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There are a number of instructables on building "workbenches" of various degrees of cost and sophistication, but most of them are really just tables. They'd work fine as craft or assembly tables, but they're not true woodworker's workbenches.

What is a workbench?

A woodworker's workbench isn't a table, it's a work-holding system. It's not something you set things on top of, it's a tool that holds your work. Where a worktable might have a machinist's vise bolted to its top, a woodworker's bench is built to accommodate a number of different workholding mechanisms, such as bench dogs, planing stops, hold fasts, or board jacks, and will usually have one more woodworker's vises integrated into its structure.

A workbench needs to be heavy enough that it doesn't move under you while you're working, and stiff enough that it doesn't rack itself to pieces under the forces that will be placed upon it. It doesn't take many hours of planing a board or hammering a chisel for a worktable made of nailed 2x4s to come apart. Traditional bench designs use mortise-and-tenon joinery, which is strong and rigid, but not really suited for a novice woodworker who doesn't already have a bench.

The design

This instructable shows how to build, with basic tools and readily-available lumber, a bench that provides most of the function of a traditional woodworker's workbench. I began with a design by Asa Christiana that was featured in the second season of finewoodworking.com's video series Getting Started in Woodworking. The project plans are available on their website.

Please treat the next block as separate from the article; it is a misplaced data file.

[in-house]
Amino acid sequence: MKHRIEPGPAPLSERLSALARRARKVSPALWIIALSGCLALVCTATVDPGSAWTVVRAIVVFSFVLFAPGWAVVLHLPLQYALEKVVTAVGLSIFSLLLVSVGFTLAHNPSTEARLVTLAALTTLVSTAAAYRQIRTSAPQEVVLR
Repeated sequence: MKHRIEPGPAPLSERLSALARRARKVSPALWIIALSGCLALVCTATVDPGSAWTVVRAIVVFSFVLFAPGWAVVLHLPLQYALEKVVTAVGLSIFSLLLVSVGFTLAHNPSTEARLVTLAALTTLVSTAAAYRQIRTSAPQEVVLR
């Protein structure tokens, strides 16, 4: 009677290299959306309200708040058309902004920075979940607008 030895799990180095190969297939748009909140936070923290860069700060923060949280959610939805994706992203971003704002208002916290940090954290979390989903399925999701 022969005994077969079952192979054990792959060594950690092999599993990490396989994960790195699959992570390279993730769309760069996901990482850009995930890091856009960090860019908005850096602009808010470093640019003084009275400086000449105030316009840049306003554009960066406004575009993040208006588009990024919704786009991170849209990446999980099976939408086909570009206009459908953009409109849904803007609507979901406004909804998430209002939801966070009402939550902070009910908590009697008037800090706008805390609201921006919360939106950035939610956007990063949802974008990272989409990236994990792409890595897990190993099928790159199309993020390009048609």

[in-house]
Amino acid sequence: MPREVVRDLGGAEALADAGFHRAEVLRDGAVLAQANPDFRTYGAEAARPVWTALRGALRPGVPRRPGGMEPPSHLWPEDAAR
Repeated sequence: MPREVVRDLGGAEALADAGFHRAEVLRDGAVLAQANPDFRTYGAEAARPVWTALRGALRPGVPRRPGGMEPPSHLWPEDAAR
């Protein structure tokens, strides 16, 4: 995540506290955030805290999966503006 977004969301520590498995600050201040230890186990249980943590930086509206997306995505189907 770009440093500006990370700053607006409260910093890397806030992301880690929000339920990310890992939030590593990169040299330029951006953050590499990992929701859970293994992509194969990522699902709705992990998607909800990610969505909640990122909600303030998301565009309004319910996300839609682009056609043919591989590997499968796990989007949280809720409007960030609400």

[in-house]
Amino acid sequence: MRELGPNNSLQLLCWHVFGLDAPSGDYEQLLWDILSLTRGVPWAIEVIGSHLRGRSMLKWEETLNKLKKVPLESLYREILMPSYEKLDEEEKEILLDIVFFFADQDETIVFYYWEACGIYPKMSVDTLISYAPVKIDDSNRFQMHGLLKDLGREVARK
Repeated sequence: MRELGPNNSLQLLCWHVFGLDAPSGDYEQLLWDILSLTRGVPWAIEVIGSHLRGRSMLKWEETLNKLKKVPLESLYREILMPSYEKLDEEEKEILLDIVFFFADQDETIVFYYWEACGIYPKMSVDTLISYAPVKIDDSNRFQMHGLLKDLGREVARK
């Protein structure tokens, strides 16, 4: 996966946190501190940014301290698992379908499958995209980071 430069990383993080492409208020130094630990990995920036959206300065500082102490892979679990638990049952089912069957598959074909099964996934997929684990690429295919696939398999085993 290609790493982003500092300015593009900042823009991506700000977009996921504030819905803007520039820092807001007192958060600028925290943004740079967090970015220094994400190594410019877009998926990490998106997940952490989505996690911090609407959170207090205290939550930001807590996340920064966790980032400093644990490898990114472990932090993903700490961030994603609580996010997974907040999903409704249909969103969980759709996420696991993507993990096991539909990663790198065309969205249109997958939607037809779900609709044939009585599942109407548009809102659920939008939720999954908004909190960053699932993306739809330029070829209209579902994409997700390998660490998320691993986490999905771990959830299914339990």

Christiana's design was a simplification of a bench from Sam Allen's book ''Making Workbenches''.

The bench I will be describing differs from both of these in a couple of areas, the most significant of which is the top. Allen's top was made from three layers of 3/4" medium density fiberboard (MDF), topped and edged with 1/4" hardboard. Christiana's top was just two layers of 3/4" MDF. My top is two layers of 3/4" MDF edged with 1/2" oak and topped by a 1-1/2" thick edge-glued oak Ikea countertop. My top is more expensive in both time and money than either Christiana's or Allen's. If you're looking to build something fast and cheap, I'd recommend Allen's approach over Christiana's. The hardboard significantly increases the durability of the top.

The essence of the design is a joinery system using threaded rod that provides a great deal of strength and rigidity. The base is formed with 4x4 legs and 2x4 stretchers, connected with dowels and threaded truss rods. As screws are tightened down at each end of the rods, the structure is pulled together forming a rigid unit.

I am new to woodworking. I'm learning as I go along, and I'm documenting as I learn, in the hope of being helpful to other novices. On the range from slap-dash to deliberate, my method is definitely on the deliberate side. If you have enough experience to be confident in using techniques that are more time-efficient, go for it. The techniques I'm using are those I thought least likely to go wrong, not those that would produce a product in the shortest time or at the lowest cost. You'll notice that I made a number of mistakes, spent considerable time on work I later determined to be unnecessary, and in a number of cases I used different techniques at the end than I did at the beginning. These are all the result of learning. I thought it would be better to demonstrate how I made errors, and how I corrected them, than to provide a set of instructions that presented the false impression that everything went together perfectly.